Interest in long-term care assets continued to lead health care merger and acquisition activity in 2019, although overall activity declined slightly amid growing uncertainty over the global economy, major health care policies and the 2020 elections.
Notably, deal volume for long-term care assets, which includes assisted living, accounted for 34% of health care M&A activity in the fourth quarter of 2019, and 36% for the full year, according to PricewaterhouseCooper’s (NYSE: PWC) year-end U.S. Health Services Insight report.
London-based professional services firm PwC analyzed data from Irving Levin Associates platforms, as well as Dealogic Equity Capital Markets Analytics, S&P Capital IQ and publicly available transaction information.
Total deal volume fell 10.7% in Q4, versus the previous year, and only 1.5% for the full year compared to 2018. There were 293 health care transactions in the fourth quarter, and 1,229 for the full year. Total deal value, meanwhile, skyrocketed 137.1% in the fourth quarter, to $23.8 billion, and ended the year at $91.2 billion.
This marks the tenth consecutive quarter with over 250 deals in the health services sector. The sector has had over 1,000 deals per year since 2016.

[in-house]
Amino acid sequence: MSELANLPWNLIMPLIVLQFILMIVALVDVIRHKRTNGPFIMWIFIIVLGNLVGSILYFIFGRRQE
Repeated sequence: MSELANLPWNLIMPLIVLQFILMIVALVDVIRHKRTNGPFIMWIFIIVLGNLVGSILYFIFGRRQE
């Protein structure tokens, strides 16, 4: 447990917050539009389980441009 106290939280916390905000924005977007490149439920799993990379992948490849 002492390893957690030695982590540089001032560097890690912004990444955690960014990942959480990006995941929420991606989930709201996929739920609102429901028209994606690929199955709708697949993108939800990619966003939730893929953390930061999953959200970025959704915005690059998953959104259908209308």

In addition to eight consecutive quarters with 250 or more deals, the industry has recorded over 200 deals per quarter since Q1 2014.
Long-term care has paced M&A activity since at least 2014, accounting for between 30% to 45% of quarterly deal volume. The report singles out Toledo, Ohio-based health care real estate investment trust Welltower (NYSE: WELL) and Mission Viejo, California-based company The Ensign Group (Nasdaq: ENSG) as the most active buyers in long-term care.
There were 13 deals valued at over $1 billion in 2019. Two involved long-term care: Chicago-based health care real estate investment trust Ventas’ (NYSE: VTR) $1.8 billion acquisition in June of a Canadian senior housing portfolio of 31 existing properties and four in development through an 85%/15% equity partnership with Le Groupe Maurice (LGM); and Welltower’s $1.8 billion sale of its 48-property Benchmark Senior Living portfolio to private equity firm KKR.